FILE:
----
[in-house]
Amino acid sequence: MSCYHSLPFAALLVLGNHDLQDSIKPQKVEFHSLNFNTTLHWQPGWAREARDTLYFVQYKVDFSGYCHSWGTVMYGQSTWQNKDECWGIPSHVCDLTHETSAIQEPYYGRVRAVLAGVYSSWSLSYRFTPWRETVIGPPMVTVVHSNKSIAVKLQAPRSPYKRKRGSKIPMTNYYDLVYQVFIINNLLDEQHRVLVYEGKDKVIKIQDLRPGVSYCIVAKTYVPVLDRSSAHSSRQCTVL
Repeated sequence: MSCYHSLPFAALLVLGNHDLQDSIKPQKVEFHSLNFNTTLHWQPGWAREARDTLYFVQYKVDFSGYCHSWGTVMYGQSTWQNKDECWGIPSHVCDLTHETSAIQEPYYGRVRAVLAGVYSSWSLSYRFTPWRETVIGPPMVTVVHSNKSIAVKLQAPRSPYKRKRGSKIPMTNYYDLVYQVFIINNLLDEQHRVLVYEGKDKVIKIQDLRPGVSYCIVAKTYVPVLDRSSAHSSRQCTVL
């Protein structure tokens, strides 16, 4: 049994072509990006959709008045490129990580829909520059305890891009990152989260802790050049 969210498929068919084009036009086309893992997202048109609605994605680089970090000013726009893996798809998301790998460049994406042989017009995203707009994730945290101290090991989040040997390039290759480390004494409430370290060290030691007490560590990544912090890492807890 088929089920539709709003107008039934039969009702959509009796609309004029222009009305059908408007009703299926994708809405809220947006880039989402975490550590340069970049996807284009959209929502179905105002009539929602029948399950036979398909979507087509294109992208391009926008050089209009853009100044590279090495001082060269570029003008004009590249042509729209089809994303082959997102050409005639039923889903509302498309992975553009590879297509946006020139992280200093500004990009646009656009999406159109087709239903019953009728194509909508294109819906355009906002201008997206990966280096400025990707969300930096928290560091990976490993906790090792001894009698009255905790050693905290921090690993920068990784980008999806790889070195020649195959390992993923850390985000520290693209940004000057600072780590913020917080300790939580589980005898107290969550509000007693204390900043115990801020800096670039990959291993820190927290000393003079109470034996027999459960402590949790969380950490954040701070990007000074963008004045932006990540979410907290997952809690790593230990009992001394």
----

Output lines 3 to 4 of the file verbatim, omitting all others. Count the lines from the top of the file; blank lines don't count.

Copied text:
Repeated sequence: MSCYHSLPFAALLVLGNHDLQDSIKPQKVEFHSLNFNTTLHWQPGWAREARDTLYFVQYKVDFSGYCHSWGTVMYGQSTWQNKDECWGIPSHVCDLTHETSAIQEPYYGRVRAVLAGVYSSWSLSYRFTPWRETVIGPPMVTVVHSNKSIAVKLQAPRSPYKRKRGSKIPMTNYYDLVYQVFIINNLLDEQHRVLVYEGKDKVIKIQDLRPGVSYCIVAKTYVPVLDRSSAHSSRQCTVL
């Protein structure tokens, strides 16, 4: 049994072509990006959709008045490129990580829909520059305890891009990152989260802790050049 969210498929068919084009036009086309893992997202048109609605994605680089970090000013726009893996798809998301790998460049994406042989017009995203707009994730945290101290090991989040040997390039290759480390004494409430370290060290030691007490560590990544912090890492807890 088929089920539709709003107008039934039969009702959509009796609309004029222009009305059908408007009703299926994708809405809220947006880039989402975490550590340069970049996807284009959209929502179905105002009539929602029948399950036979398909979507087509294109992208391009926008050089209009853009100044590279090495001082060269570029003008004009590249042509729209089809994303082959997102050409005639039923889903509302498309992975553009590879297509946006020139992280200093500004990009646009656009999406159109087709239903019953009728194509909508294109819906355009906002201008997206990966280096400025990707969300930096928290560091990976490993906790090792001894009698009255905790050693905290921090690993920068990784980008999806790889070195020649195959390992993923850390985000520290693209940004000057600072780590913020917080300790939580589980005898107290969550509000007693204390900043115990801020800096670039990959291993820190927290000393003079109470034996027999459960402590949790969380950490954040701070990007000074963008004045932006990540979410907290997952809690790593230990009992001394």